Ralph Earl, Captain John Pratt, 1792, oil on canvas, Dallas Museum of Art, gift of the Pauline Allen Gill Foundation, 1990.146.1

Get this Family Gallery Guide, and others, online or on your next visit to the DMA.

Kimberly Daniell is the Manager of Communications and Public Affairs at the DMA.

 

All in the Family: A Community Partnership with the South Dallas Cultural Center

Families from the South Dallas Cultural Center are regulars here at the DMA. For six months out of the year, a small group come to the Museum every second Sunday of the month to explore and make artworks together. Below are images of our Museum adventures from this past group:

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In July, we capped off another wonderful year of our Second Sunday partnership with an exhibition of our creations at the South Dallas Cultural Center.

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Also on display at the Center was a street art project created in collaboration with a group of teens at the Center’s summer program.

Thank you, South Dallas families, for another wonderful partnership! We look forward to the creativity our next group will bring!

Amy Copeland
Manager of Go van Gogh and Community Teaching Programs

School’s in Session

School is back in session in DFW and at the DMA. You may have heard about the establishment of the Edith O’Donnell Institute of Art History at the University of Texas at Dallas last fall and the downtown campus at the DMA. Dr. Kimberly L. Jones, the DMA’s Ellen and Harry S. Parker III Assistant Curator of the Arts of the Americas, will lead one of the Institute’s first seminars this fall on Inca art inside the Museum galleries, and ahead of the completion of the construction of the Edith O’Donnell Institute of Art History’s space at the DMA. Check out the progress below on the the new downtown campus in the Museum’s building.

Kimberly Daniell is the Manager of Communications and Public Affairs at the DMA.

Friday Photos: Breaking Bread

Vincent Van Gogh, Sheaves of Wheat, July 1890, Dallas Museum of Art, The Wendy and Emery Reves Collection

Vincent Van Gogh, Sheaves of Wheat, July 1890, Dallas Museum of Art, The Wendy and Emery Reves Collection

Bread and butter is my go-to snack. So this summer, when I saw a Bread & Rolls class at El Centro’s Food & Hospitality Institute, I decided to take my museum educator hat off for a couple hours each week and jump into the world of bread-baking.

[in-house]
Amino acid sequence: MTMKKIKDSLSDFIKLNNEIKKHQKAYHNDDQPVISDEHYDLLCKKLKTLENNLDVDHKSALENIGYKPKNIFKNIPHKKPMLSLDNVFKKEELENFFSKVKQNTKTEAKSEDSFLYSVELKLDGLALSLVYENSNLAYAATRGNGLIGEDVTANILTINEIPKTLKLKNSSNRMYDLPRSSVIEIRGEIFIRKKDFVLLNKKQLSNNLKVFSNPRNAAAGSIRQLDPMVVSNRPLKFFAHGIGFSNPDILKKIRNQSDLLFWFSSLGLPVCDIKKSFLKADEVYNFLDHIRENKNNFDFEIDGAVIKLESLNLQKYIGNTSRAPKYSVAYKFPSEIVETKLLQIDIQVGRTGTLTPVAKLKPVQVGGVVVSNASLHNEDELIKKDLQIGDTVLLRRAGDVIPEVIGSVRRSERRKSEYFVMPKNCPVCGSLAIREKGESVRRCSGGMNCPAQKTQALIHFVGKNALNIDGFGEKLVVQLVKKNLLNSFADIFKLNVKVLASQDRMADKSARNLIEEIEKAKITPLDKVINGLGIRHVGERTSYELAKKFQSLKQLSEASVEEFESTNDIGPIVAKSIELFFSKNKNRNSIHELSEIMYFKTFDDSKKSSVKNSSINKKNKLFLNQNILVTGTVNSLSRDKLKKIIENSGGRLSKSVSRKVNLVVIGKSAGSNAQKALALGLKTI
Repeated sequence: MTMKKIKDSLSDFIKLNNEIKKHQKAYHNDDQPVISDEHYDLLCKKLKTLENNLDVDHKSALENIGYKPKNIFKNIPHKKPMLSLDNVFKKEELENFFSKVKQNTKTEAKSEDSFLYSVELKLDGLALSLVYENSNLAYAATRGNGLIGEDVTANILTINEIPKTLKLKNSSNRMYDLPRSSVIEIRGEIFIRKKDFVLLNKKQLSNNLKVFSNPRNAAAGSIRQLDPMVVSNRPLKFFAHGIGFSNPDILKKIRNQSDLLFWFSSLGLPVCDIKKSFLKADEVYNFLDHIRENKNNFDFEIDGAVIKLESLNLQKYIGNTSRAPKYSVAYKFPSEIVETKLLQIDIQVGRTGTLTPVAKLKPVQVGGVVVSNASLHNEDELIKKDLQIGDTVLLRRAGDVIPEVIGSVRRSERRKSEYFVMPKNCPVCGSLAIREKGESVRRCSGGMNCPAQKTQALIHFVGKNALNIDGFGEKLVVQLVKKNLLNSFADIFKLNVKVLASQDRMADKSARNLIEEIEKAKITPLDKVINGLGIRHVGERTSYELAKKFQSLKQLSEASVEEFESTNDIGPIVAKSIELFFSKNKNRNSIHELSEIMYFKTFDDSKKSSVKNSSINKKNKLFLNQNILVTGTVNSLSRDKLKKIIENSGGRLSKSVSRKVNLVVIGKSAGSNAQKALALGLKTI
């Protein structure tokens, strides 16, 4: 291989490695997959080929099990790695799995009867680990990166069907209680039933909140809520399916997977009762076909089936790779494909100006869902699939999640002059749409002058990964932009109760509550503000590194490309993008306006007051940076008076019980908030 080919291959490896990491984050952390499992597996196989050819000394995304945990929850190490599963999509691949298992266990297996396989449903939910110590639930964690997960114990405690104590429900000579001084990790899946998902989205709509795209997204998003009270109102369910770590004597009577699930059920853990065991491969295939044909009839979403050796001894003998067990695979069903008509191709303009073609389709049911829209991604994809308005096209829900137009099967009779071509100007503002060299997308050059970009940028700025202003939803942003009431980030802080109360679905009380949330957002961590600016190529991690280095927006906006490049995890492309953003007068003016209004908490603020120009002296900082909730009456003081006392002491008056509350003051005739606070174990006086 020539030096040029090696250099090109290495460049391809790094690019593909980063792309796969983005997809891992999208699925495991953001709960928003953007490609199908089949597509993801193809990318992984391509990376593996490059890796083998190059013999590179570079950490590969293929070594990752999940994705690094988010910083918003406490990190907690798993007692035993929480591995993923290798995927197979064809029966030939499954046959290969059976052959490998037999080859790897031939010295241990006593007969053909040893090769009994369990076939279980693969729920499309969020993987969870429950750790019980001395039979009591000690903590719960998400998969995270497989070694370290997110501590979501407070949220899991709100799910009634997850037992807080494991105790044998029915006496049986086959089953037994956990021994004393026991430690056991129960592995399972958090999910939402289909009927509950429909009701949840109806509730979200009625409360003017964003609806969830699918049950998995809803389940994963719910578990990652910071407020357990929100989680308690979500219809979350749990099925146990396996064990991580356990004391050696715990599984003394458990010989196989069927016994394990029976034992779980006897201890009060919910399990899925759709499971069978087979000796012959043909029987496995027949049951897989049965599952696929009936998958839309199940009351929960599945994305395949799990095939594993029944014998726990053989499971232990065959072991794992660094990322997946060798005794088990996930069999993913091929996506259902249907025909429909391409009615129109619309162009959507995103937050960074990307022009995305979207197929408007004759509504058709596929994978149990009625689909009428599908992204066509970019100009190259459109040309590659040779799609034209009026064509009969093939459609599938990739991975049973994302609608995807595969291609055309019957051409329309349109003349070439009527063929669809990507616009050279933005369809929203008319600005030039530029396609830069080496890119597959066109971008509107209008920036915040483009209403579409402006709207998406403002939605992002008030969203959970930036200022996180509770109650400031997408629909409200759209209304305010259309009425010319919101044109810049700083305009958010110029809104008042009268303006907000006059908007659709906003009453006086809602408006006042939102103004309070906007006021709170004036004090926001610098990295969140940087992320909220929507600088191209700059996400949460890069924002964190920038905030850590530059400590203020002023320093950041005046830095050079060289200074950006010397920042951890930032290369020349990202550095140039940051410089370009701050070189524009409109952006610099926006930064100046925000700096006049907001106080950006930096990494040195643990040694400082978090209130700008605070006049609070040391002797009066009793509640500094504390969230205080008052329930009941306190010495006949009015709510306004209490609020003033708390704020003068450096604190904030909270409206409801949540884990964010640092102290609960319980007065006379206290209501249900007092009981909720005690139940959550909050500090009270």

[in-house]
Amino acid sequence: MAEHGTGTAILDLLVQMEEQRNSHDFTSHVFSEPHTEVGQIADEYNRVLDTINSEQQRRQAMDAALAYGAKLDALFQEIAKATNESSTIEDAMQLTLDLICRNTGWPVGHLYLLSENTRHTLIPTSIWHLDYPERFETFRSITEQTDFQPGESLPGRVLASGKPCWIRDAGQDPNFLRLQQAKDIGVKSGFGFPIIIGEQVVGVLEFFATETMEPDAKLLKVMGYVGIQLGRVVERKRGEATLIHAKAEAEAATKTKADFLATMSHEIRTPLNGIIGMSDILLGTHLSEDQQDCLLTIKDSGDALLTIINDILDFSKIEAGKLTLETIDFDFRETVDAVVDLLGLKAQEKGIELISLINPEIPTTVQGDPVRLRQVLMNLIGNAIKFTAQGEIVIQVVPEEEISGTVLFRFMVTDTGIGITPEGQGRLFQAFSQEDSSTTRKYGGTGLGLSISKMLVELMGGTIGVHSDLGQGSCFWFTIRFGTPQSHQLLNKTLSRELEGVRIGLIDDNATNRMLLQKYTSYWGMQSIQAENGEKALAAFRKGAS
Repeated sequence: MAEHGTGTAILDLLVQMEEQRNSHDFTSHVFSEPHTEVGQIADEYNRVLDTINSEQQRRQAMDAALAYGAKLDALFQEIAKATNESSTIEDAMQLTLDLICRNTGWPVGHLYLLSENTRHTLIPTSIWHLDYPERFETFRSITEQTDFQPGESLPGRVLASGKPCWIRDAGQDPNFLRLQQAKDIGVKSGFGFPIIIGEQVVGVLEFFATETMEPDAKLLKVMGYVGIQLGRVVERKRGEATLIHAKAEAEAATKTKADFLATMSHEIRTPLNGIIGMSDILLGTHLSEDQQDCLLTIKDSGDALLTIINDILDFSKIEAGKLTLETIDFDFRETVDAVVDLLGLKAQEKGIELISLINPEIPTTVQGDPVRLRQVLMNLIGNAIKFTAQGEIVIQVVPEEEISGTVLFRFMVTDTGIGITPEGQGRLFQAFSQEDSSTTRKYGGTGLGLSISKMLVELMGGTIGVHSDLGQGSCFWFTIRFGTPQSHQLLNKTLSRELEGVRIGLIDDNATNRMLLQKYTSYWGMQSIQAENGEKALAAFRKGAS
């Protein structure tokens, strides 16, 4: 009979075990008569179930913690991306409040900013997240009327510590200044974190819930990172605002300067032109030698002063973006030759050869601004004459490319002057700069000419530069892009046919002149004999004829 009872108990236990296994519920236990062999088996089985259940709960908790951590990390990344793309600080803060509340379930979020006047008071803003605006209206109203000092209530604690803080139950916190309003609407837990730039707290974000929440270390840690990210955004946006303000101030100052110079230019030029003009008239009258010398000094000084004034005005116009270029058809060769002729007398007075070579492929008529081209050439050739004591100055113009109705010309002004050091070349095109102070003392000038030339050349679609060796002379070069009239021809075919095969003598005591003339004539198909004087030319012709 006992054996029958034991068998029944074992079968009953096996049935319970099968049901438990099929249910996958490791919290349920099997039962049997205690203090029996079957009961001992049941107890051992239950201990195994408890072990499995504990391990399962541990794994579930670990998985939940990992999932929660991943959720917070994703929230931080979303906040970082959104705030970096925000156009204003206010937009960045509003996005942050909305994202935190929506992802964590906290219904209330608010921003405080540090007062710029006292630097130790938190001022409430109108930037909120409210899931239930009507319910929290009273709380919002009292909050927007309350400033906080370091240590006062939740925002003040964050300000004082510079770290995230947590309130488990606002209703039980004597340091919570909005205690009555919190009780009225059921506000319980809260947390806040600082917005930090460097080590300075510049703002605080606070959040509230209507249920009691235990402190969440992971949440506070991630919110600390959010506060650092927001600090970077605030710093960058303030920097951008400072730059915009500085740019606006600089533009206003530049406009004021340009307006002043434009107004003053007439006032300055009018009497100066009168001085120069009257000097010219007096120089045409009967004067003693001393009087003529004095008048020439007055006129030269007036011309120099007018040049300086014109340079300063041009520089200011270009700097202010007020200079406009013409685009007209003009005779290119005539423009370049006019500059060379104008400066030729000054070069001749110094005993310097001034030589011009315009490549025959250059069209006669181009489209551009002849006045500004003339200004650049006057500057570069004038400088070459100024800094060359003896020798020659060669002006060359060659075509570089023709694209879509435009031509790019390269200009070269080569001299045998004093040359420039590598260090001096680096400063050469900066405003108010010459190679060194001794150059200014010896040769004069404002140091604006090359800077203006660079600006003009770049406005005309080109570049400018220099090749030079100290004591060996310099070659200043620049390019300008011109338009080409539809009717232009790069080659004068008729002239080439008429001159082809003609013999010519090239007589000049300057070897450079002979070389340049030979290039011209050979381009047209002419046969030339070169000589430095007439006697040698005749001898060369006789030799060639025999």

The course outline reminded me of walking through the DMA’s encyclopedic collection—we traveled the wide world of bread, from Indian Aloo Paratha to proper English crumpets, from French Gibassier to Chinese custard buns.

Classes began with measuring different combinations of flour, water, salt, and yeast. We watched ingredients form dough in the mixers (very satisfying), added flavorful mix-ins (when the recipe calls for garlic, always add a little more), and shaped dough into rolls and loaves of all sizes. We ooh-ed and ahh-ed over great-looking dough, hung out in front of ovens to watch the magic of oven spring, and along the way we (or at least I!) learned some life lessons, like: when your right arm is in a cast because you decided to have a clumsy life moment, you can still roll out dough like a boss. You just have to bug friends in your class to get your bread out of the oven for you later. ☺ (THANKS GUYS!)

Below are some of our delicious summer creations:

Glutenly,

Amy Copeland
Manager of Go van Gogh and Community Teaching Programs

Speakeasy Star

This Friday we’re traveling through the 20th century during Late Night with a different decade highlighted every hour. We asked one of our favorite costume gurus, Breanna Cooke (you may remember the amazing Greek Hero look she created inspired by The Body Beautiful), for tips on how to dress for a time traveling evening.

The evening kicks off with a tribute to the 1920s-30s, so here’s how you can make a flapper headband and then put together an outfit.

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What you’ll need for the headband:

  • Long piece of sequined elastic, or stretch fabric, or other headband
  • Craft foam or a large button
  • Hot glue
  • Duct tape (optional)
  • Feathers
  • Bits of lace, ribbon, fringe
  • Rhinestones, buttons, brooches, or even pieces from broken earrings

3

  1. Make a headband